FELTMAN: Oh, it’s definitely not enough. It’s not enough financially. It’s not enough it’s not enough politically. On the financial side, the the UN appeal for Sudan and for the surrounding countries to help to help with the refugee situation is a combined $4.1 billion. And as of this week, they’ve collected something like 16% of that. So, financially, the money is not is not there.

But even if the money were there, there has not been the right type of pressure or decisions taken that would allow the humanitarian assistance to flow to the areas most in need. The acceptance by the international community, including the UN, of the preposterous notion that the Sudanese Armed Forces is a legitimate government means that when the Sudanese Armed Forces say, no, no, you can’t deliver aid to that part of the country, the UN abides by that because of the so-called sovereign right of the state.

We have to find a way to get past the blockages that the Sudanese Armed Forces is purposely putting in place, and also find a way to really call out the other side, the RSF, for the type of looting, destruction that they’re doing to grain warehouses, to to food markets, etcetera.

DEWS: I want to ask you to dive a little more deeply into solutions in just a second. But first, do you think that attention to the crises, say, between Israel and Hamas in Gaza and Ukraine, war between Ukraine and Russia and maybe some other global conflicts—you mentioned Syria—are those taking attention and resources away from the crisis in Sudan and the Horn of Africa?


FELTMAN: Certainly, Gaza has received more international attention than the crisis in Sudan. The sort of outrage that people are expressing about the death tolls and destruction in Gaza, there has been nothing like that when it comes when it comes to Sudan.

And I note, you know, there’s been lots of talk in this day and age about double standards, double standards, Ukraine versus Gaza, all sorts of double standards that people talk about. Let me point out one that strikes me. Antonio Guterres, the secretary-general of the United Nations, went to the Rafah border crossing in Egypt in October and basically said, open the border. We’ve got to get humanitarian assistance.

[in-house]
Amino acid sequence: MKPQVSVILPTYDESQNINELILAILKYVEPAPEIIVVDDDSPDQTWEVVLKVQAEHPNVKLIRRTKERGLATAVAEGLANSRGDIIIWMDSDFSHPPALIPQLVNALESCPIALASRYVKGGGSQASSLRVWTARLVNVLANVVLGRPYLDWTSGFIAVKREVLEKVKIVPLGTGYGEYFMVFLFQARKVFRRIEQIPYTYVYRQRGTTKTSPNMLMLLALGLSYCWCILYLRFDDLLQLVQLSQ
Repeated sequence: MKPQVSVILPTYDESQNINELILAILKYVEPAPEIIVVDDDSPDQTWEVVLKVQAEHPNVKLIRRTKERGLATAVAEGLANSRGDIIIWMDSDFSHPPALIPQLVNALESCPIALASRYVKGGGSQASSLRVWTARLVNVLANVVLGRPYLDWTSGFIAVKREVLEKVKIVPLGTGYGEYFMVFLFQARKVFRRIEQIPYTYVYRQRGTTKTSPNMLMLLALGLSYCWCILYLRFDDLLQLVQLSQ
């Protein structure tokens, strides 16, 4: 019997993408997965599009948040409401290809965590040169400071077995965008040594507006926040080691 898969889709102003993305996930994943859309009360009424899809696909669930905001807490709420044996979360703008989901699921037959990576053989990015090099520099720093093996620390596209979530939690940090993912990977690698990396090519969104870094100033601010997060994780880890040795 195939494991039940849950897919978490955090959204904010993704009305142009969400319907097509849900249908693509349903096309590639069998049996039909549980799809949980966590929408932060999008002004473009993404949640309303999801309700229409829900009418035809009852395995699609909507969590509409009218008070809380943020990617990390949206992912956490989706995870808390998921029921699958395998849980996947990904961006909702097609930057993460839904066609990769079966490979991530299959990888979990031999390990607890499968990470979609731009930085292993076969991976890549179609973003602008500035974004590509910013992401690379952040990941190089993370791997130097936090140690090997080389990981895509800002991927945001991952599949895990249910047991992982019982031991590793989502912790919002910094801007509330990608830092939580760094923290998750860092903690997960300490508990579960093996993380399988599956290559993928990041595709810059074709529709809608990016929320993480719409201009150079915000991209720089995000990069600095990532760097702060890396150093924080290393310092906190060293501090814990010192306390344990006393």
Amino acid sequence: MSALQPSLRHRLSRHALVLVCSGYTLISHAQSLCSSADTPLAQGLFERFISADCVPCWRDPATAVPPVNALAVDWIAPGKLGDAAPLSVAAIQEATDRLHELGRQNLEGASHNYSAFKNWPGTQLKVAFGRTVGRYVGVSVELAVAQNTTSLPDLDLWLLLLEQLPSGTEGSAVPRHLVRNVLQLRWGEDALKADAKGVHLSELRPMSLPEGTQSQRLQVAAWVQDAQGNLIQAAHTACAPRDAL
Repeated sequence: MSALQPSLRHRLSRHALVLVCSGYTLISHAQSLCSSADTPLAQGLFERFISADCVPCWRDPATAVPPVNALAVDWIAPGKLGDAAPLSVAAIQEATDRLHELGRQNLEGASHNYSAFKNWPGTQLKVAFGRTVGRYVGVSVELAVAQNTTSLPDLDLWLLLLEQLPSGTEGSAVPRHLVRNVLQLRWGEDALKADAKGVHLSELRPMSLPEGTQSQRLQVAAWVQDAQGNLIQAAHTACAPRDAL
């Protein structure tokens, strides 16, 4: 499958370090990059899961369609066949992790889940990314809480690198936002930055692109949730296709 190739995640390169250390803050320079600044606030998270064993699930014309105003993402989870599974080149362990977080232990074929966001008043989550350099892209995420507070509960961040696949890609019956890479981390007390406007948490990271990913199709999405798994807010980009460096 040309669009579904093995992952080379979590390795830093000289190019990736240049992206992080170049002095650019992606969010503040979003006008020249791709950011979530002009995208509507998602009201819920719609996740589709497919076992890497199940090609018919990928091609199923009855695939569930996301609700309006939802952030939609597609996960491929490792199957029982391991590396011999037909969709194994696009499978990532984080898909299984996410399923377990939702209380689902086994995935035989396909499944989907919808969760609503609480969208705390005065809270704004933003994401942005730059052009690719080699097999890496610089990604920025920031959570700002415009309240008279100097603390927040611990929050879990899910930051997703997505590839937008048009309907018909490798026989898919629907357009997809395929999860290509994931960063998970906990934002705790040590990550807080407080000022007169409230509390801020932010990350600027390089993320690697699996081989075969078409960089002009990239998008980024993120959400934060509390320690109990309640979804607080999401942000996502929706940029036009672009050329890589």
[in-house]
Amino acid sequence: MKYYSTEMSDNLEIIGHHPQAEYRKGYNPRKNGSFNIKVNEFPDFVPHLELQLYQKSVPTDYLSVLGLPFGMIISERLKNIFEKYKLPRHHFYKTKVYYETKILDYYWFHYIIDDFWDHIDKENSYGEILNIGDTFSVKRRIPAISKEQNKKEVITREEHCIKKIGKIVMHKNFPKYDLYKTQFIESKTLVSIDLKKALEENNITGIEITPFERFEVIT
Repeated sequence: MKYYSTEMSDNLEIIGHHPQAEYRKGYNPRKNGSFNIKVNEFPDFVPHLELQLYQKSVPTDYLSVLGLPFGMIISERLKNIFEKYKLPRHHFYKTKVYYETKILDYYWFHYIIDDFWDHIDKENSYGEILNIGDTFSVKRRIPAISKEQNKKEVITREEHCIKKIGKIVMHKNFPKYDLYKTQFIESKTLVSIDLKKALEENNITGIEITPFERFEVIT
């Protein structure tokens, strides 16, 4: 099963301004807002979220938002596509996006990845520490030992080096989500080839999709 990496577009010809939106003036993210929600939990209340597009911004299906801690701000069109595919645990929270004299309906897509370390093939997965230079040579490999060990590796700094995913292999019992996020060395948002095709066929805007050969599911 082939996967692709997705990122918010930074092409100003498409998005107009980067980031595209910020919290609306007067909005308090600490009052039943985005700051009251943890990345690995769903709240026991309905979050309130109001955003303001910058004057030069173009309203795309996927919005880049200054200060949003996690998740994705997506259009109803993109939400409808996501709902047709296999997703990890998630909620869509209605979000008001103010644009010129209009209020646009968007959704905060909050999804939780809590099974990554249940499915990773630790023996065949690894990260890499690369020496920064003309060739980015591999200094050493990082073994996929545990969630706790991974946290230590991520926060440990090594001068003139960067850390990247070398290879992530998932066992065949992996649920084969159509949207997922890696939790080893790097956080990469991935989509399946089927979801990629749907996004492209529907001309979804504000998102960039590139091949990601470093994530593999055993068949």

And I think that was entirely appropriate for the secretary-general to do, given the humanitarian crisis in Gaza. Why has he not gone to the border crossings between Chad and and Sudan to say, open this border, we have to get the food in to the starving people in Darfur? There are more people at risk of starvation in Darfur alone than in Gaza.

Also in December, the UN Security Council, in an unofficial trip that was sponsored by the United Arab Emirates, also went to Rafah. The Security Council has not gone to the border crossings with Darfur.

DEWS: I think it’s also to say it’s appropriate for them to bring attention to the crisis in Gaza and to the war in Ukraine and the crisis, but they should also …


FELTMAN: Exactly, exactly. It’s not to minimize the suffering in Gaza or to say they shouldn’t they shouldn’t be paying attention. Of course, they should be paying attention, attention to that. But there’s not been a commensurate level of attention and action to a much larger humanitarian catastrophe which is unfolding in Sudan.

DEWS: Why do you think that is?


FELTMAN: Well, part of part of it is the, the reporting out of Gaza and out of Israel has been much more complete. I think that you’ve seen recently some more stories coming out of Sudan, but there’s more of an awareness of the of the situation between Israel and the Palestinians, between the between Israel and the Gaza Strip. There’s also, frankly, there’s a sense of sort of politicization that comes with the Gaza-Israel fight, no matter which side you’re on. I’m not pointing fingers here, but people tend to identify with one side more strongly than the other side. And in Sudan it looks like, you know, it’s more like a pox on all their houses when it comes to the belligerents.

DEWS: So, you’ve you said that this crisis is just getting worse and worse. And so, what more do you think needs to be done? And when?


FELTMAN: First of all, we need to be acknowledging the answer to the question you asked me earlier, being up front: there are famine-like conditions, if not outright famine. And we need to be treating this as a multi-year famine. Now is the planting season in Sudan. Farmers can’t plant. So, I said, this is not going to go away soon. Seventy percent of the hospitals and medical stores have been destroyed. If you are in malnutrition because of famine, you can’t just suddenly start eating again. You need special therapeutic food and things that would be available through medical facilities. They aren’t there. We have to we’re going to have to, to to figure all that, figure it out.